Friday, 24 February 2012

The Duel i

I've been sick.  When I'm sick I'm only good for lying down and watching films.  To feel useful in my convalescence (it was only three days) I watched movies I could consider 'intel.' for Battle of Walkerloo.
another composition of me-pretending.. and google panto horses
I watched 'The Duelists'. It's the second time I've seen this film. I love it.  It looks great, the story is tight and the themes nebulous (I define this word to mean like a nebula, big!).  Every shot seems to count.  It's insightful to see convincing characters in life/death situations wearing Napoleonic costume.  

I watched 'War and Peace', the seven hour, Sergei Bondarchuk version.  There is a spectacular ballroom scene of the heroine's first dance... and then there are the battles.  In the '90s I listened to the BBC radio version whilst painting houses for my disco money.  I remember painting an endless stair banister with stinky, sticky white gloss on a winter afternoon in Fulham whilst listening to the BBC's Pavlograd Hussars charge at Schongrabern.  When I painted the soldiers for Walkerloo I listened to the play again.  I've just got hold of the full audio-book version of Tolstoy's story read by Alexander Scourby. I plan to listen to it whilst painting some new soldiers for a new front in the Battle of Walkerloo....

I watched StarWars I,II,III and IV.  In 1977 I saw Star Wars (IV) at the cinema, I was 5.  I remember being cold waiting in the queue - you always queued for ages, in the cold, for the cinema in '70s Sunderland.
I remember drawing a picture afterward of a corridor battle just like the first scene in the film.  I thought guns that shot visible laser streaks were great for pictures... although they seemed less effective to fight with than machine guns.

As a child, my battle pictures - the only pictures I drew -  were 'action' pictures.  The composition came to life in the deployment of the elements.  They were an unfolding narrative, that could flip on a heroic act or cataclysmic incident.  Explosions and gun smoke brought the elements to life and death.  If I looked at them again it was to re-envisage the action and recount the incidents with my friends.  At some point, before the scribble Armageddon that always completed a picture, I began to freeze the 'state' of a picture at a point of high drama to share the excitement with friends.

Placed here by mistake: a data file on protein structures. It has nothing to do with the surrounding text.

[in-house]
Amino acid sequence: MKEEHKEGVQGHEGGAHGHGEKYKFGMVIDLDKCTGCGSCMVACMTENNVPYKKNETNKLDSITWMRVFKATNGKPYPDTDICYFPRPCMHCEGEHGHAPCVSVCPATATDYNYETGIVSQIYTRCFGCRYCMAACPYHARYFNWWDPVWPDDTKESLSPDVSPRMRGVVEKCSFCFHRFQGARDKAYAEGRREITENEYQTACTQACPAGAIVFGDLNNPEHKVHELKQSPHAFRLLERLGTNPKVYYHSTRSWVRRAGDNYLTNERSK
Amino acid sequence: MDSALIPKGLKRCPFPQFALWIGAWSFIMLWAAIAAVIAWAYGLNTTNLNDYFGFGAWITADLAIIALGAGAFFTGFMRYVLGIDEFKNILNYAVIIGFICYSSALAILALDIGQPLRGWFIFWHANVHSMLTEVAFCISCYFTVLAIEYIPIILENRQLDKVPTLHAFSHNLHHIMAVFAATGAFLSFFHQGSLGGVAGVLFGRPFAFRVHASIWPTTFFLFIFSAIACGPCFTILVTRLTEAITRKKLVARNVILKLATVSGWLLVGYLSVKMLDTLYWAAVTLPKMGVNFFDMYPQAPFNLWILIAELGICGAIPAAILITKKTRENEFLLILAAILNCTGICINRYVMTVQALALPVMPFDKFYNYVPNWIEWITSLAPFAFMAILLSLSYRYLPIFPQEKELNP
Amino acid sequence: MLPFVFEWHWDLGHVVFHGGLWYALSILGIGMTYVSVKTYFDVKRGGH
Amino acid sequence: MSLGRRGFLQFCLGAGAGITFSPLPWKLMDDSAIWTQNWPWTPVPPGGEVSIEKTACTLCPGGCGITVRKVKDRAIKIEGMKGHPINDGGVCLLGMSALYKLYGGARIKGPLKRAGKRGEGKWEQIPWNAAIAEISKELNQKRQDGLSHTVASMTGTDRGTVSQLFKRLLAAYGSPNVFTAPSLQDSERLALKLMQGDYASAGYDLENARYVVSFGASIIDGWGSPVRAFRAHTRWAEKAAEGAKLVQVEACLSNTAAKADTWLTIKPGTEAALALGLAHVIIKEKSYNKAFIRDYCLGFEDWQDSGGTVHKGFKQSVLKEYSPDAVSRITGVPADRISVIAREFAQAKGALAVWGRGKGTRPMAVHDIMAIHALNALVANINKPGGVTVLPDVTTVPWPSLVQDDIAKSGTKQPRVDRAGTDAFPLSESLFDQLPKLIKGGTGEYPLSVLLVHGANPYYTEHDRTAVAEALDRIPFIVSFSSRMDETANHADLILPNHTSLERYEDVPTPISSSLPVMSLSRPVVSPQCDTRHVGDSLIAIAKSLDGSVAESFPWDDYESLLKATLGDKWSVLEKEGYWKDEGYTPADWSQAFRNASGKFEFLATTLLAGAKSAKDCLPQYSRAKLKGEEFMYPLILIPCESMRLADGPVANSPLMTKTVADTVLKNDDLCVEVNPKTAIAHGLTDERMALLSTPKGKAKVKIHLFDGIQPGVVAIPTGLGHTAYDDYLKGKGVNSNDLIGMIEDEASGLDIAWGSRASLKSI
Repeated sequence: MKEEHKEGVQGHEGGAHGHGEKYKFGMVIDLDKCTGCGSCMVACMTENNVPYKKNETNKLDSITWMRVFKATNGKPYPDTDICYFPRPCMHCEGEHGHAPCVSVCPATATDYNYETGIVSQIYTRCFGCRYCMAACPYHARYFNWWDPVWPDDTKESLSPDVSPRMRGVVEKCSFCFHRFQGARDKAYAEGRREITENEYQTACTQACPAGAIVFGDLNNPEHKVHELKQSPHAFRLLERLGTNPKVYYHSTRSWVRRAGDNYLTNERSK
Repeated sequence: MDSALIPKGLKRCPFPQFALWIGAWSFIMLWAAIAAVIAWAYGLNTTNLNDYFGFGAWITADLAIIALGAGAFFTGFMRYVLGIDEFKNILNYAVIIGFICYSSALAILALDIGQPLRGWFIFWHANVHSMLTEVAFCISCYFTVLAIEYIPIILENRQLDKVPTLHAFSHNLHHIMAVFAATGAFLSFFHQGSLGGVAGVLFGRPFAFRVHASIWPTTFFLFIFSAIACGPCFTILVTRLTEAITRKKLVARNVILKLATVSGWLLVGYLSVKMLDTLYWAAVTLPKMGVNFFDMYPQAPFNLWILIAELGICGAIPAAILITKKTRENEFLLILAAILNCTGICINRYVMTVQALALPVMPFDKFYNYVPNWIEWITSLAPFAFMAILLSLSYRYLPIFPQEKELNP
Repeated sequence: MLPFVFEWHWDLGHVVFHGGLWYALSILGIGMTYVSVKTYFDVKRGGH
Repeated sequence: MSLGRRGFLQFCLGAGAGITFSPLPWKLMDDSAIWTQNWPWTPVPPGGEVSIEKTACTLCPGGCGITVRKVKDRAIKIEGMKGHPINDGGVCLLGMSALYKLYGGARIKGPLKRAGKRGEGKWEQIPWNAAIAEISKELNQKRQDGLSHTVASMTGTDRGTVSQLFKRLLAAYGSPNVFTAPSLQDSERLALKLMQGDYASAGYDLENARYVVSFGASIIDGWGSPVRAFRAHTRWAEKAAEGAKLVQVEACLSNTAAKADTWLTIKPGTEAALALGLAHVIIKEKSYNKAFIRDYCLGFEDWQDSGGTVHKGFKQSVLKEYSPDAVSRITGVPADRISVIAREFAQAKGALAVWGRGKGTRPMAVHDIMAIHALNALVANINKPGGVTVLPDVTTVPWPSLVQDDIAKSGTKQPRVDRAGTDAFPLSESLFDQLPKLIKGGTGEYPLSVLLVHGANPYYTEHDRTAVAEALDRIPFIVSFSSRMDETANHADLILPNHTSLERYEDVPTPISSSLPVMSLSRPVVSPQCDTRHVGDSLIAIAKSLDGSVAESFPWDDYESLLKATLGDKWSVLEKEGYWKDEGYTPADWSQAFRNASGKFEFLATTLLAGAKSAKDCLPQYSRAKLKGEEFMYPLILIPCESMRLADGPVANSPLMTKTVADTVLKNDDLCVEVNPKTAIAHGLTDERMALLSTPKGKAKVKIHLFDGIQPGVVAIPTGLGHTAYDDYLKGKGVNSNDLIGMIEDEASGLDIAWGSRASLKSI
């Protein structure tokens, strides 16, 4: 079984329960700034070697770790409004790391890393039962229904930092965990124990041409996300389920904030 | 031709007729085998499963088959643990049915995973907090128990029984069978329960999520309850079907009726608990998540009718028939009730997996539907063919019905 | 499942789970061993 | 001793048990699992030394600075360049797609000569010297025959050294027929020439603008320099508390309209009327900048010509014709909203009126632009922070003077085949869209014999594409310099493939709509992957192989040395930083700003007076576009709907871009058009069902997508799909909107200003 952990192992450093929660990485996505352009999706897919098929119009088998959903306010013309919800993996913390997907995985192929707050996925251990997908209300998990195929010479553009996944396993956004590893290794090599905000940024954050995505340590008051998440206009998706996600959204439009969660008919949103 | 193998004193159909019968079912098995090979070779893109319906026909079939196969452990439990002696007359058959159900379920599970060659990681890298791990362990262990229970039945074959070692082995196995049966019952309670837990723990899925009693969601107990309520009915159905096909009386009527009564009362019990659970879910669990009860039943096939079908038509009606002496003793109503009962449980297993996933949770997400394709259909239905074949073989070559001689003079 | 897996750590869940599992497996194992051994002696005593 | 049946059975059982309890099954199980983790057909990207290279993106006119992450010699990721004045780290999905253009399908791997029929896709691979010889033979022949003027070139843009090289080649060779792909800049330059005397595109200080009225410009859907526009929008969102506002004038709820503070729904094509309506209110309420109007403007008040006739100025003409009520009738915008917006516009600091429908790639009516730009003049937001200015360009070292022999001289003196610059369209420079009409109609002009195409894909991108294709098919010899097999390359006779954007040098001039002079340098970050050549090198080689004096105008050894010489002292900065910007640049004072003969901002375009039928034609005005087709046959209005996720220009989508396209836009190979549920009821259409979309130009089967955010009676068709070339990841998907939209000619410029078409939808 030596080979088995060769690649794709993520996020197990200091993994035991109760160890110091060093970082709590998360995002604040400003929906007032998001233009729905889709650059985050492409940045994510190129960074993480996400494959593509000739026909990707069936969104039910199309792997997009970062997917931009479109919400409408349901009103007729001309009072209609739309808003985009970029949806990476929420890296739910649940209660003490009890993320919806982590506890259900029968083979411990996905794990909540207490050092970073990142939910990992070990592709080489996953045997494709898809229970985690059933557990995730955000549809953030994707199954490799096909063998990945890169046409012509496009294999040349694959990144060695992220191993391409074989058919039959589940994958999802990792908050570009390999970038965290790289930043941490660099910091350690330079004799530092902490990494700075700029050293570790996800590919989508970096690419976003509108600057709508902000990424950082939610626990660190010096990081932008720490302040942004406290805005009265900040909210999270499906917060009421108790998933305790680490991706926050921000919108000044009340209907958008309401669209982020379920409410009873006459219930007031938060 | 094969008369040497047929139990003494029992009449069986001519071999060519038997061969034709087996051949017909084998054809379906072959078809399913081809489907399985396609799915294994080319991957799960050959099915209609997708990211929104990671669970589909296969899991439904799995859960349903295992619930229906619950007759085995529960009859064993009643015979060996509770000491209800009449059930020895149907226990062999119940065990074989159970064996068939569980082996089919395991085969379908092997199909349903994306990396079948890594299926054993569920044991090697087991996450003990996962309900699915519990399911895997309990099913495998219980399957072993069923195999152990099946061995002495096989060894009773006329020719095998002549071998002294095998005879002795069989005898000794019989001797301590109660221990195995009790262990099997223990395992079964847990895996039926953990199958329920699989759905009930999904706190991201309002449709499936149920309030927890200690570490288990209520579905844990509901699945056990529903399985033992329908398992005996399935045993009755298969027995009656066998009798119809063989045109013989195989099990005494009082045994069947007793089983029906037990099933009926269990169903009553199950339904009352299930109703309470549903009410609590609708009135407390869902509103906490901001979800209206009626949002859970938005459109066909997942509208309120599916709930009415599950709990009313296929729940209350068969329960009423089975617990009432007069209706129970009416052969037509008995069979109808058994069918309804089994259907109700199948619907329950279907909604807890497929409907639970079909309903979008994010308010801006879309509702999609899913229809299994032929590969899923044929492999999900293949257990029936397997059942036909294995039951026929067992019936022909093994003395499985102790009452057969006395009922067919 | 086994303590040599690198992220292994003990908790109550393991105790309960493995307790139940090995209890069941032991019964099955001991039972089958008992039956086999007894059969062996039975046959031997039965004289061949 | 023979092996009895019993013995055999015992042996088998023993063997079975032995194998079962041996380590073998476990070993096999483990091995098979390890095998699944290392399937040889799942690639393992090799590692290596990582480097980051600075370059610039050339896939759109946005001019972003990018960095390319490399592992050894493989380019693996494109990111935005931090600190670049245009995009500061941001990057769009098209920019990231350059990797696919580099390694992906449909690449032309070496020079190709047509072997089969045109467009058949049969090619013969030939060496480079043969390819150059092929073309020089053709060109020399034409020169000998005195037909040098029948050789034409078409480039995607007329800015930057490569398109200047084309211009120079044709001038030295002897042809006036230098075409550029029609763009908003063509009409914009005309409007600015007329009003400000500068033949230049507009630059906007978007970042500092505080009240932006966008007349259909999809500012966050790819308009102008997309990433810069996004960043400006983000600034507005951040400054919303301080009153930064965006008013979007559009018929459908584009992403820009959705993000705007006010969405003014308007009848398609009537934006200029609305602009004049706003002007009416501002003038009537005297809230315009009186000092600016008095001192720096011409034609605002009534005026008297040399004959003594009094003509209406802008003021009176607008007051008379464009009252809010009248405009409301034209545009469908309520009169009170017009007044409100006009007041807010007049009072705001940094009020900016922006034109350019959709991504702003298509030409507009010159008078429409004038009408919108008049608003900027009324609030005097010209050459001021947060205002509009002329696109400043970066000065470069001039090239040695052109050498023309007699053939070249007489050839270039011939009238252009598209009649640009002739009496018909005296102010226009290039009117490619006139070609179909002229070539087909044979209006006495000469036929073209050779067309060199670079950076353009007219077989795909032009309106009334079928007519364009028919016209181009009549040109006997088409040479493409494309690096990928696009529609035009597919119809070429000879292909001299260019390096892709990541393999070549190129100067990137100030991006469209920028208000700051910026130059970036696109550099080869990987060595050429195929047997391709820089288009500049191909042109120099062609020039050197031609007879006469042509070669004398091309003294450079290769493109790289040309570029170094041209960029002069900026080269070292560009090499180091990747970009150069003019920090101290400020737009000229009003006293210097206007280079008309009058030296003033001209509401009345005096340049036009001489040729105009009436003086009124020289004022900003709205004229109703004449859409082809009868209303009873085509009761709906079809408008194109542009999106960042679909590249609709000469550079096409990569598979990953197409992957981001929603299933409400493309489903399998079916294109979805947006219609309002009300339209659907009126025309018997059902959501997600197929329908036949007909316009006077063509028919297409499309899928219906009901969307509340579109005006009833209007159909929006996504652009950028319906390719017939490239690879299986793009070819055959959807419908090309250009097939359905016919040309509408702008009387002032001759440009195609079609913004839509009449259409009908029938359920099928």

At comprehensive school toys, the other things I used to create fantasy narratives, were made pariah but pictures could still offer a safe place to play out a fantasy action. I think these pictures come from me age 11 right at 'the end of toys'.

Watching the Star Wars movies in sequence I noticed the evolution of controlling power in George Lucas' narrative.  From self disciplined peace keeping knights, to the industrial robots of commerce, to the cloned armies of the empire led by desirous persuasion finally defeated by revolutionary freedom fighters and the re-institution of chivalry?  The first time I saw a StarWars figure was on a sunday morning after church.  I had new neighbours, they had lots of new toys and a 'play room'.

Starwars didn't edge out my war toys but it was a powerful new narrative element combining cool armoured costumes, aerial battles and sword fighting.  Star Wars has chicken, beef and pork with chewing gum, ice cream, crisps, chocolate and pop corn - that's why it tastes so good.  In the revistionist West, post Vietnam America I can see the attractive vision of a war toy clean of historical reference.  A toy that is above historical stains and the insinuation of nationalist propaganda and with that neutrality the potential for an international best seller!

There was a recent StarWars battle fought off the big screen. 'LucasFilm' challenged Andrew Ainsworth over the rights to make and sell the StormTrooper costumes the designer had originally made as props for the movie.  This off screen battle highlights the nature of a film like Star Wars.  It has become a global multidimensional cultural object, a movie-toy-videogame-sodapop-schoolyard-in-your-head-in-my-head-in-our-dreams kind of thing.  As well as a creative studio, Star Wars, like Disney, has an imperial bureaucracy enforcing it's position in reality.  The vast armies of cloned plastic toys that spew forth are in reality foot soldiers of these Imperial bureaucracies and the natural enemy of my romantic historical ethical toy soldiers and that's why my soldiers fight to set imagination free!

... ...But what if I was approached by a publisher, a profitable business, an independent bureaucracy, who announced they could make hundreds of thousands of my toy soldiers and best yet deploy them for action in floor filling displays in toy shops... and even pay me some money to make more original paintings... would that be beastly of me?

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